Studying rivers, riffles and pools
Simulating the natural environment
The natural environment is filled with unpredictability and mutually dependent variables. It is often difficult to determine direct cause and effect type responses with this tremendous variability, so it is helpful to conducted experiments in controlled settings. As a student at Connecticut College, you can participate in studies conducted with our hydraulic research flume.
View a slide show of the research flume during experiments. *
Research flumes are used to simulate river flow processes in this type of controlled setting. The National Science Foundation provided Connecticut College with the funding for a 6-meter long, recirculating flume that we use to study fluvial processes common in pools and riffles.
The flume is used primarily for research on channel morphology and pool hydraulics. The experiments we perform allow for replication of the processes important in creating natural channel variations in bed elevation. This channel morphology is critical for aquatic habitat formation. The results from the research are intended to aid in design of river-restoration projects. Many channel-restoration designers need detailed information on proper design and characteristics of pools and riffles to insure a project's success.
The flume's specifics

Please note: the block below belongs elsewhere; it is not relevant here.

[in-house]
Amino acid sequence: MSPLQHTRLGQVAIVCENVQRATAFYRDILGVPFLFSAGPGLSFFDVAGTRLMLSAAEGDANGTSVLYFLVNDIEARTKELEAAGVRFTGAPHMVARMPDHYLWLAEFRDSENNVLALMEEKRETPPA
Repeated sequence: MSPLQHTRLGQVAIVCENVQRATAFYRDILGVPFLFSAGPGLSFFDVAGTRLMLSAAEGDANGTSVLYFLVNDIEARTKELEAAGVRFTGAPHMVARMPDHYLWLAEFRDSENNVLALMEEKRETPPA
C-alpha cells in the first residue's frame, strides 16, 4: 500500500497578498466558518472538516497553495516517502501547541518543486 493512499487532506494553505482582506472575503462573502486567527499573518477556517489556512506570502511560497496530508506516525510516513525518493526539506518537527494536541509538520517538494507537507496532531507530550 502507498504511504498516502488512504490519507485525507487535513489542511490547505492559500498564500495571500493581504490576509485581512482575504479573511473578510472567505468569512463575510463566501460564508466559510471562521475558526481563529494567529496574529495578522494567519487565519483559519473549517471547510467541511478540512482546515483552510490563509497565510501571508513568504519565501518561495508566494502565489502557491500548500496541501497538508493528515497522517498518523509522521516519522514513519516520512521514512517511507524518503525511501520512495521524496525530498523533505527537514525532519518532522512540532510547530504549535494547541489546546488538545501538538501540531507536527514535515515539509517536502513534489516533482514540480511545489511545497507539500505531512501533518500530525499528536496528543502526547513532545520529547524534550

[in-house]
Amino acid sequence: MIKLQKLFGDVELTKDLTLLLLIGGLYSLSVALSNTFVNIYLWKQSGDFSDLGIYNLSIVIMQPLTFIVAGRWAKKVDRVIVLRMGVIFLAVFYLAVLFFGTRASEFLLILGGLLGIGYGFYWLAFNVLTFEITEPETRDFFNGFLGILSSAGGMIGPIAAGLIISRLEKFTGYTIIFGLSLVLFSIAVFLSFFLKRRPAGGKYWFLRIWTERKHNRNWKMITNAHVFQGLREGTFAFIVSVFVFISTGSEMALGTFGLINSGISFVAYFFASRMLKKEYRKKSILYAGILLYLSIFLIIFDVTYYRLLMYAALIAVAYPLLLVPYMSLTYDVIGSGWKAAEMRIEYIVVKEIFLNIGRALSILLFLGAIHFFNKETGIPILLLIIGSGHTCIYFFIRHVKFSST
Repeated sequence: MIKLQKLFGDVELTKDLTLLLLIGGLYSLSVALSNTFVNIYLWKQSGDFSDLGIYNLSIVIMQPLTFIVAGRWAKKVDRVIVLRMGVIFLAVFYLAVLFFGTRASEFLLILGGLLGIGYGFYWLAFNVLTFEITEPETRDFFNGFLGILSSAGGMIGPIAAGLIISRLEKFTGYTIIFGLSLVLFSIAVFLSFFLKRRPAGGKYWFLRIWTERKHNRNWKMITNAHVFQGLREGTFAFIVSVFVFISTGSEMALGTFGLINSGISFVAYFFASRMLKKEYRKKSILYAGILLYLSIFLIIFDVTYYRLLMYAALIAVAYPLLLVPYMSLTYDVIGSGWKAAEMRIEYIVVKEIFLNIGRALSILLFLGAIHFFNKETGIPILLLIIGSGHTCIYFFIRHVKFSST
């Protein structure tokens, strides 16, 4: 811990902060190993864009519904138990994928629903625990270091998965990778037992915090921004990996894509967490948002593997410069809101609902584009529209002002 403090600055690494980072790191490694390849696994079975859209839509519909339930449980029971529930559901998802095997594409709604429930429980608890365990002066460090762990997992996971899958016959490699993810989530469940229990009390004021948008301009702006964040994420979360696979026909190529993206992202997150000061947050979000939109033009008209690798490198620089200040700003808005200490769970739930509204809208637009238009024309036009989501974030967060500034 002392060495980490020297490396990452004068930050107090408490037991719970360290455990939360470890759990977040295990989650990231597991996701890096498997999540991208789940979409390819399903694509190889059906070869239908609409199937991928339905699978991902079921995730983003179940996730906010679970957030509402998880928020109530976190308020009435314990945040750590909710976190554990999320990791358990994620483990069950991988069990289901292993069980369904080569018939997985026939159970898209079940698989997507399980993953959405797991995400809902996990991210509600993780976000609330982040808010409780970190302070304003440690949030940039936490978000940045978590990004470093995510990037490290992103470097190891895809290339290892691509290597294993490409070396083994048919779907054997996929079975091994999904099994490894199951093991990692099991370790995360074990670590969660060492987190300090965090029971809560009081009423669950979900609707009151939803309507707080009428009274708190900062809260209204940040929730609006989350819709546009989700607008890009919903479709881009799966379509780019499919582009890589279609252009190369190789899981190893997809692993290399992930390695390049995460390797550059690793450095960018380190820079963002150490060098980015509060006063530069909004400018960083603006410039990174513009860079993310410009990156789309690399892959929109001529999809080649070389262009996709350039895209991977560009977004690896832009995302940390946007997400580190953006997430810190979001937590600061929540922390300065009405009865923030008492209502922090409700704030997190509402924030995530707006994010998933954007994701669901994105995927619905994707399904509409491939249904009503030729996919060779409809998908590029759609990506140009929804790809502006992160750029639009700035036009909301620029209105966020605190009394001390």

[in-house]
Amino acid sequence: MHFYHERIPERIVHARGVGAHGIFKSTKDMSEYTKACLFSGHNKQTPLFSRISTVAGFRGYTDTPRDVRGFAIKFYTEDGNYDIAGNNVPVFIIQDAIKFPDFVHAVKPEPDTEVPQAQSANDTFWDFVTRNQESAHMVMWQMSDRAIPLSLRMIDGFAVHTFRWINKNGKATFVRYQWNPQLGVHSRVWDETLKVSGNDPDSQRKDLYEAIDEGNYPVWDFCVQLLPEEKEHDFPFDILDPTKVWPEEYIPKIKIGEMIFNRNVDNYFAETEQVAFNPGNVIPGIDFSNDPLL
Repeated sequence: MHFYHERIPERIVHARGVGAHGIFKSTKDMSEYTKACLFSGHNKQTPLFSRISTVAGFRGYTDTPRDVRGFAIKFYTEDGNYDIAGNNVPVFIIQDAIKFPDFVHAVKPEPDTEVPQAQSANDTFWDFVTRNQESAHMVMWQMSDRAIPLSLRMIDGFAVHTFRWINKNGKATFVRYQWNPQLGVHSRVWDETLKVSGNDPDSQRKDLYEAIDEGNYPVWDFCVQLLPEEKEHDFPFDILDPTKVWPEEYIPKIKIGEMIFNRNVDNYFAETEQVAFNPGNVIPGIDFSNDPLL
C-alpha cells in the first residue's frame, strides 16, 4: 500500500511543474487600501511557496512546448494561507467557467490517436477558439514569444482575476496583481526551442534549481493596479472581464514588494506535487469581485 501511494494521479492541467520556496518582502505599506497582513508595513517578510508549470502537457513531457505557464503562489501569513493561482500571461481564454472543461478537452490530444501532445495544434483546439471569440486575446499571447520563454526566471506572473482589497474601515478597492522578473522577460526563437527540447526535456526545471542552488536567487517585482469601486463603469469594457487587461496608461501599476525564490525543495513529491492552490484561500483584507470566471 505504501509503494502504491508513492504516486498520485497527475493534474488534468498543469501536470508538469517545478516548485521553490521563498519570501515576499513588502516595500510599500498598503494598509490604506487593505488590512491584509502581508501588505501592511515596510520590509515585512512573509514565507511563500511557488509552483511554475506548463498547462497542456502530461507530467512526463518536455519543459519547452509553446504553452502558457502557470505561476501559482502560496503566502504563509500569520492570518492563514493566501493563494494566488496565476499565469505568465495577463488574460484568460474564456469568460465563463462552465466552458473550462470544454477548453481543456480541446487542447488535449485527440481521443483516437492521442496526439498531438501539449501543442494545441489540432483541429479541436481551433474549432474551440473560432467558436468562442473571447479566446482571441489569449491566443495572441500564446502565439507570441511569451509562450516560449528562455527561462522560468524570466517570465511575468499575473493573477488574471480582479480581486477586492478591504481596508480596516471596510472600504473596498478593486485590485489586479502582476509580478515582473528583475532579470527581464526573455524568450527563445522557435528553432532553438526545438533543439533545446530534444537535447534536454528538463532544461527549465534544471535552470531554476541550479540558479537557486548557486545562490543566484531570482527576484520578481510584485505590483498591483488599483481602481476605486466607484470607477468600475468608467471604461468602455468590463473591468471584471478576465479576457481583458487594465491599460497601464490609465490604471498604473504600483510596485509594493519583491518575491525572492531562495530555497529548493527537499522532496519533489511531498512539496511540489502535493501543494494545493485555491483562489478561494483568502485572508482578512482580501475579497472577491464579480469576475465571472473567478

- The flume has a total length of 8 m with a working channel that is 6-m long, 0.5-m wide and 0.3-m deep.
- The flume can be tilted from 0% to 5% slope.
- Water depths can be controlled with the use of a downstream tailgate (dam).
- The discharge in the flume can also be varied up to 40 liters/second (10 gallons/second).
- The flume is considered a recirculating design, meaning that the same water and sediment travel down the length of the flume and is pumped back upstream.
- The flume is capable of pumping both water and sediment (up to ¾”) in this cycle.
- The flume was built in Minnesota by Engineering Laboratory Design Inc.
Want to know more?
For more information about the flume, contact Professor Doug Thompson in the department of physics, astronomy and geophysics.
* This material is based upon work supported by the National Science Foundation under Grant No. 9874751. Any opinions, findings, and conclusions or recommendations expressed in this material are those of the author(s) and do not necessarily reflect the views of the National Science Foundation.